“I think millions flew over Quebec, and all over the whole province,” says Côté, who adds that he has never seen a migration like it. “It’s the biggest one ever [recorded] in North America.” Birds were overtaking lawns and highway medians. Radio stations were flooded with calls from confused residents. (Côté says about 100,000 birds were found dead on Monday, victims of window strikes.)* Weather radar picked up on the flocks as though they were clouds.
Things ended as quickly as they began. At about 3:00 p.m.—nearly 10 hours after they had first arrived—“birds were still going by at about 20 a second,” says Davies. “Just 20 minutes later, it was only one per second. And then there were no birds moving.” They packed up their binoculars and cameras and headed back inside. Later that afternoon, Davies published an official account of the day in the form of an eBird checklist. (Davies is the eBird project coordinator for the Cornell Lab of Ornithology.) Their final estimate: 721,620 warblers.
This is certainly a guess: Côté thinks the number was maybe closer to half a million, and Davies estimates an error bar of at least 100,000 on either side.
(The guy talking about 100,000 bird deaths – a seventh of the whole flock – is the guy downgrading the number – ed)
But at these bird levels, worrying over exact numbers just feels like nitpicking. “Back home in Ithaca, if you saw a Cape May warbler in your yard in the morning, that would be a highlight you’d tell your friends about at lunch,” says Davies. “Like, one. And we saw over 100,000. It feels like a dream.”
(Abiding by the strict protocols of the worldwide news blackout surrounding this subject, there’s absolutely no mention as to what’s driving the phenomenon. Nor is there any mention of the fact that it’s part of a wider trend. That’s a propaganda technique called “compartmentalization.” – ed)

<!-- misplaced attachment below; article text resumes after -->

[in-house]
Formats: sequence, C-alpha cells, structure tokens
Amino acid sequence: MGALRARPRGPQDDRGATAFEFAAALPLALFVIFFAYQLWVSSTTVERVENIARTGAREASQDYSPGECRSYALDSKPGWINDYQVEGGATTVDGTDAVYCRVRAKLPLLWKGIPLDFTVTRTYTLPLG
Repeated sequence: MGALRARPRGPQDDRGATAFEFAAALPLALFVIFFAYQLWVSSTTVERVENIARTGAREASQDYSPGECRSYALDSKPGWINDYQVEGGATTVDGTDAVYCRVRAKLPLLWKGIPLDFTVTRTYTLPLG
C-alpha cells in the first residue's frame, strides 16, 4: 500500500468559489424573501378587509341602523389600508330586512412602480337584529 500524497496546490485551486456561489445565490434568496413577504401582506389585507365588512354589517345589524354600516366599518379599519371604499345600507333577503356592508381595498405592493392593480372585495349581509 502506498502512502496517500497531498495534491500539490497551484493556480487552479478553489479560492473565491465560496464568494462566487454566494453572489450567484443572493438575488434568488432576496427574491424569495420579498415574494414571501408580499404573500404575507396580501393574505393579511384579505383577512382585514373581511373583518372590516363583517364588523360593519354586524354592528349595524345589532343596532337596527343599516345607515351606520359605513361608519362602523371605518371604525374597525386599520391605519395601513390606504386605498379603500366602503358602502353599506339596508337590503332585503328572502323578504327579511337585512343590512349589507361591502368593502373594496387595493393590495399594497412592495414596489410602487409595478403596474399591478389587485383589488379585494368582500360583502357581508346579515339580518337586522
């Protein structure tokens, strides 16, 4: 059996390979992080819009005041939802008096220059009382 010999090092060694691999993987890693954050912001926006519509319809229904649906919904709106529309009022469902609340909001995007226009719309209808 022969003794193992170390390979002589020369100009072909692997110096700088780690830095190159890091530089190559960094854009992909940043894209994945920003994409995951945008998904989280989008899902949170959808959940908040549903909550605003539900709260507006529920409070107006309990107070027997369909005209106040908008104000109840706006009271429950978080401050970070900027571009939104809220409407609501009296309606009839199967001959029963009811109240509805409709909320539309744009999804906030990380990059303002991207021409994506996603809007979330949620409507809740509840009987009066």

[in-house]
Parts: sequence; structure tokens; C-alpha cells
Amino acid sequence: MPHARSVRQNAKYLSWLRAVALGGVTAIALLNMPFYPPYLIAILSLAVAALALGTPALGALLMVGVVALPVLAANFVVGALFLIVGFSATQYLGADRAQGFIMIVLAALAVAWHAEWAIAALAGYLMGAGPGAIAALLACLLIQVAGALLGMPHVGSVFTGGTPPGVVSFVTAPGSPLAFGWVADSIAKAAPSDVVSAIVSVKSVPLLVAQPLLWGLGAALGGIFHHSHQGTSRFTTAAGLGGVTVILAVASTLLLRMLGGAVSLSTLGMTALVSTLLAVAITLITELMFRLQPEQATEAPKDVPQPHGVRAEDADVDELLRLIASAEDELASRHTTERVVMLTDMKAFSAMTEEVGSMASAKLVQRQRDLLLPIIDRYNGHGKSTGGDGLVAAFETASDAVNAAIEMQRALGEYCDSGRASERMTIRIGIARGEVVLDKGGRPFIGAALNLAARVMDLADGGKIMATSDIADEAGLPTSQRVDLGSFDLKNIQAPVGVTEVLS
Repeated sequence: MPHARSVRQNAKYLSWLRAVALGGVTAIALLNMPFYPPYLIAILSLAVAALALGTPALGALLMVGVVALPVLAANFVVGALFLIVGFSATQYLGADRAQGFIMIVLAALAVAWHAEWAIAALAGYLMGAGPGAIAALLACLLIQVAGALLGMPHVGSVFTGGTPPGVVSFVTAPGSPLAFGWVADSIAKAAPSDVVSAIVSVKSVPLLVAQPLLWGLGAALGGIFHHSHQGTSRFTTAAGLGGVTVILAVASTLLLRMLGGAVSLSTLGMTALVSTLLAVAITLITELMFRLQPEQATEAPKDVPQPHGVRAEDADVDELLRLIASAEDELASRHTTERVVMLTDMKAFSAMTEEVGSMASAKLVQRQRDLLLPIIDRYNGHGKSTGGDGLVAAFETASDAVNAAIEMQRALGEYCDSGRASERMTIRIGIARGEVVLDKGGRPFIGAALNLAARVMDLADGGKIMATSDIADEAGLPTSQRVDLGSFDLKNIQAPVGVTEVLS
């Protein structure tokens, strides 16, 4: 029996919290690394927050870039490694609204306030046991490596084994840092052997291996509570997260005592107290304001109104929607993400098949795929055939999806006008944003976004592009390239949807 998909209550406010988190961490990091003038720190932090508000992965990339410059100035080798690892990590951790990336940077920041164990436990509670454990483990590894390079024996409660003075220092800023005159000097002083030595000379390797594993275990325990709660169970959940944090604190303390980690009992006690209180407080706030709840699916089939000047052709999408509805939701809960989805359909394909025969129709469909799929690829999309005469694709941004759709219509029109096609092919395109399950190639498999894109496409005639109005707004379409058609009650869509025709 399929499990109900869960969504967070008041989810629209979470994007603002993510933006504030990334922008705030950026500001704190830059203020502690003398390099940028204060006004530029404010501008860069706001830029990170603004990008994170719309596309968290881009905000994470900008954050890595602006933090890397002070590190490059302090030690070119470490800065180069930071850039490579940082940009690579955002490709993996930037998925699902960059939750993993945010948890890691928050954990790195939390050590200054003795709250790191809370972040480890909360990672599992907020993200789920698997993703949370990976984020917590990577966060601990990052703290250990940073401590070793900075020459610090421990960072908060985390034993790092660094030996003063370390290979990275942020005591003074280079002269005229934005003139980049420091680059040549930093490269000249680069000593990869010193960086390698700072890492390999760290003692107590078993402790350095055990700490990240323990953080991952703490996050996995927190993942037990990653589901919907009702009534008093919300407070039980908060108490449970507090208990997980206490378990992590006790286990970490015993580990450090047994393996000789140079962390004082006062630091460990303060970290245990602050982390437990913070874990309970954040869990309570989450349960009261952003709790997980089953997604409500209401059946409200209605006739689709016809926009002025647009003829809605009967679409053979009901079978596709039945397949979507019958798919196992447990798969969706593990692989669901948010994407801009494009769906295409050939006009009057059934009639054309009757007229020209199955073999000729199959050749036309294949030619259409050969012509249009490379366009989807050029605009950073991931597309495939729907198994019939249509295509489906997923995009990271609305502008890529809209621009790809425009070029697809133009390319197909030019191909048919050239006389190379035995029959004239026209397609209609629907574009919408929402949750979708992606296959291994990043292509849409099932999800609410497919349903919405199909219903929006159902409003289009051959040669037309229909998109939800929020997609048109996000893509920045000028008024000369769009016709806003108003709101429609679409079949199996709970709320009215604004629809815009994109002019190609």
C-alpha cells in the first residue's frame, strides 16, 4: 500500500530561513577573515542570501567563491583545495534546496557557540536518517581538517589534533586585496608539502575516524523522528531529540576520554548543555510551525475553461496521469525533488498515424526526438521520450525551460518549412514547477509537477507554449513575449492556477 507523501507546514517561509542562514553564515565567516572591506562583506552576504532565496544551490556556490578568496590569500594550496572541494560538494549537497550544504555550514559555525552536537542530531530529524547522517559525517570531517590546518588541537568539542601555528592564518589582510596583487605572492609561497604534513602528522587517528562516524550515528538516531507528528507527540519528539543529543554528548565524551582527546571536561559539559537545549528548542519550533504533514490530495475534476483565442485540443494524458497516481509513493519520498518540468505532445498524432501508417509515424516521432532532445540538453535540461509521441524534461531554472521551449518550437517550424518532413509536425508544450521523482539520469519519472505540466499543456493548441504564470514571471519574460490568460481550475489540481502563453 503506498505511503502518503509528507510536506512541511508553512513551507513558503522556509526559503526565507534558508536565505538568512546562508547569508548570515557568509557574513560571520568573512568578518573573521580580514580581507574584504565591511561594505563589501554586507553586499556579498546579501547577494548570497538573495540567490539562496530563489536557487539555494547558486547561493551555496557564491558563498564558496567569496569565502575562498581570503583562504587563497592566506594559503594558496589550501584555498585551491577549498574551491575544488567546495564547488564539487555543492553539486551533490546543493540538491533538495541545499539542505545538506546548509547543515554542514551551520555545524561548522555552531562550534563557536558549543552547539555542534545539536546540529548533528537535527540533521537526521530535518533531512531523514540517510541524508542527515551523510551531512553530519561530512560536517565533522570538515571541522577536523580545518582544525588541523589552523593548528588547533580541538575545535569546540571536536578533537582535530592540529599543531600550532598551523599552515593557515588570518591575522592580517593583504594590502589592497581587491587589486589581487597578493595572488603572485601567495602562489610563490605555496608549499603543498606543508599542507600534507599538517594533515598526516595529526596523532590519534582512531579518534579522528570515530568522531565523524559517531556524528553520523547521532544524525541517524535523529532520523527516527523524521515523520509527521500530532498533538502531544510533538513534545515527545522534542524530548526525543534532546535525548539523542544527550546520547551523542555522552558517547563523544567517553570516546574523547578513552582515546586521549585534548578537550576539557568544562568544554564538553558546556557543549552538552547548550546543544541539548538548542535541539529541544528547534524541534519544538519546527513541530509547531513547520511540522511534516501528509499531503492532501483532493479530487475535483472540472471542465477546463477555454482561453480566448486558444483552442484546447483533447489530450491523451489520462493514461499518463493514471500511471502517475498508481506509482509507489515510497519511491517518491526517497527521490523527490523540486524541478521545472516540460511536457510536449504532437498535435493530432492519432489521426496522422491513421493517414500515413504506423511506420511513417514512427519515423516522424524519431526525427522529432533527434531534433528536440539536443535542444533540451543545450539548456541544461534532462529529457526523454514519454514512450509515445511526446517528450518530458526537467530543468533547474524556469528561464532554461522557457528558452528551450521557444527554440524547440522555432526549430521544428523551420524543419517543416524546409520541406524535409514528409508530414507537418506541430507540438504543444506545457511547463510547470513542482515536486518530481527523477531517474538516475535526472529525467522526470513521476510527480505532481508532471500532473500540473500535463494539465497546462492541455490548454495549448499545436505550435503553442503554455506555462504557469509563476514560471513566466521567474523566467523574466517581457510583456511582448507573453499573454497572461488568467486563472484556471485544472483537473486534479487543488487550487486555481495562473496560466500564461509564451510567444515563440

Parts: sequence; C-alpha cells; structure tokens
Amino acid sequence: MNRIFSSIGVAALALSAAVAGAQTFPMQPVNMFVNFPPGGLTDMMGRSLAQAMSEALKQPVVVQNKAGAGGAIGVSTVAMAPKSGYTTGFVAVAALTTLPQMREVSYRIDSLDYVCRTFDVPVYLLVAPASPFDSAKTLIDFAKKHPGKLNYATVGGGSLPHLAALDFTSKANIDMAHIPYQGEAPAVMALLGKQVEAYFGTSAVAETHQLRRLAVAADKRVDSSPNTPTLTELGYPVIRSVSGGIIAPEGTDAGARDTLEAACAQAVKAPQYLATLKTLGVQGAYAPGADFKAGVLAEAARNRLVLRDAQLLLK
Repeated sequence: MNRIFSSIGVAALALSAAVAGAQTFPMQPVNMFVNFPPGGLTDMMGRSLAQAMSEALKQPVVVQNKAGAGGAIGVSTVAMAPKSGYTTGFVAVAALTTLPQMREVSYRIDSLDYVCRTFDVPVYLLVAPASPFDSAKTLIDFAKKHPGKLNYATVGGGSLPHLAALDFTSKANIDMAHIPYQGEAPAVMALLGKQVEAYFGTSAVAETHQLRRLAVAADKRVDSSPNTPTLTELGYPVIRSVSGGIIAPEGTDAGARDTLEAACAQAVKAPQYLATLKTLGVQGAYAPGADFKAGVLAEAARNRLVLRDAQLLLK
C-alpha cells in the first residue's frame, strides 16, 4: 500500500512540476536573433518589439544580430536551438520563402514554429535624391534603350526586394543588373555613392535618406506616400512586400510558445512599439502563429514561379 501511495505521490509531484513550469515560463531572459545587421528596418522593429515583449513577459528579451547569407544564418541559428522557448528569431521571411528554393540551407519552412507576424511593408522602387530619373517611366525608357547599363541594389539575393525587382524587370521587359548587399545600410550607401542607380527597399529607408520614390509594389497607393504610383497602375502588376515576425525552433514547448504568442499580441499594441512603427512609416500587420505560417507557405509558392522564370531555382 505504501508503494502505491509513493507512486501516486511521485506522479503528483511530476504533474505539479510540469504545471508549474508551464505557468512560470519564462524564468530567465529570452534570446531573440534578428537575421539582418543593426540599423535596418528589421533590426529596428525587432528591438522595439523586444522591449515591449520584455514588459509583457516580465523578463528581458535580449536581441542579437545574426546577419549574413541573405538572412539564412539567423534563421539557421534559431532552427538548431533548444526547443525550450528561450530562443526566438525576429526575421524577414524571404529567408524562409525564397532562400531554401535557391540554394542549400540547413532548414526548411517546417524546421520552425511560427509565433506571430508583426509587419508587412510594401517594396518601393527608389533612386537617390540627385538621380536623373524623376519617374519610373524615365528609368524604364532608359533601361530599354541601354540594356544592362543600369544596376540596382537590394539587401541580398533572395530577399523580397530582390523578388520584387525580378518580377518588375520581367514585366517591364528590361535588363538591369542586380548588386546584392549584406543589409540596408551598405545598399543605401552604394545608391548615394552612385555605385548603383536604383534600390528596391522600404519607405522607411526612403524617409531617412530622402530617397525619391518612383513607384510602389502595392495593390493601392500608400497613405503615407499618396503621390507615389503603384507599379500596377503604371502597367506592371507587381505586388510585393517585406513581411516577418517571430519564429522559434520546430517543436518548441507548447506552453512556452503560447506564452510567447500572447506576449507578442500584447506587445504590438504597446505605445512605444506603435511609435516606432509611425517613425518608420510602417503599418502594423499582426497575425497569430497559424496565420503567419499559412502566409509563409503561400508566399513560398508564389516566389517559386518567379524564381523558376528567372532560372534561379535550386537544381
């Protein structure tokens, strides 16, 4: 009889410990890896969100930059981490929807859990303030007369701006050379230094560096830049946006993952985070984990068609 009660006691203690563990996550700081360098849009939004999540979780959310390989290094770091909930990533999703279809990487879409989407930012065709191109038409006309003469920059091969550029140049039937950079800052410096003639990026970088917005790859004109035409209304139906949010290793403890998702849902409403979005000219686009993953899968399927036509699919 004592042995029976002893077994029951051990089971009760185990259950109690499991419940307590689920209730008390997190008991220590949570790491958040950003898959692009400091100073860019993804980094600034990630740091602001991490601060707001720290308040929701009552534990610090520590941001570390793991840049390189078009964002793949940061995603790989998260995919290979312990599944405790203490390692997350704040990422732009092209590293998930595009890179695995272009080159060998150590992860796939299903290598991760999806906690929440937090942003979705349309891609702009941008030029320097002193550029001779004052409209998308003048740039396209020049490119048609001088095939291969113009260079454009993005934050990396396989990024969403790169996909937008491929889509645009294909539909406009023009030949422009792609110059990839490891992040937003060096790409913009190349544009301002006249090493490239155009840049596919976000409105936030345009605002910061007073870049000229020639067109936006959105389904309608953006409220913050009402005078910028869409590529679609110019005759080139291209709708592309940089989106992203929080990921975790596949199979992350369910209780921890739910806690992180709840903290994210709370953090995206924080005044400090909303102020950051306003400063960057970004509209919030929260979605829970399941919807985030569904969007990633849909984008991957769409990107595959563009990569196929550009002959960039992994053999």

September 8, 2018 – Beyfield, WI – Commercial fishing enjoys record fish numbers
(Pretending it’s doing so to be familiar, the headline hedges by giving no data on where. While “Lake Superior commercial fishing enjoys record fish numbers” is obviously much clearer, and much stronger. – ed)
Commercial-fishing operations near the Apostle Islands of Lake Superior are reporting record numbers of whitefish and a strong recovery of lake trout since a decline in the early 2000s.
(Not the stronger, more-correct “Commercial fishing operations on Lake Superior”, but rather “near the Apostle Islands of Lake Superior.” Deliberately hedges and implies that it’s localized. – ed)
Craig Hoopman of Lake Superior whitefish told the Wisconsin Natural Resources Board that he’s seeing record numbers of young whitefish and a strong rebounding of lake-trout numbers.
(Why the generality, re: lake trout numbers? As you may recall, generality is a hallmark of propaganda. – ed)
Fishing has been exceptional so far this year, said Hoopman, who chairs the Wisconsin Department of Natural Resources Lake Superior Commercial Fishing Board.
“We’re averaging between 2,500 and 3,000 pounds of whitefish per day in the traps right now and releasing thousands of sub-legal fish,” Hoopman said. “There’s just multiple-year classes of fish.”
(No mention as to how those numbers compare to average – ed)
Whitefish is the most sought-after species. But Hoopman said he’s also seeing strong numbers of lake trout after a decades-long population decline that began in 1950s.
“There’s around three year classes of lake trout that I’m seeing daily that are extremely large,” he said. “Very nice beautiful-looking fish, healthy — the whitefish, the lake trout, all the species that I’m seeing every day — they are feeding well. They’re just healthy-looking fish.”
(The article makes no mention as to how or why this is happening – ed)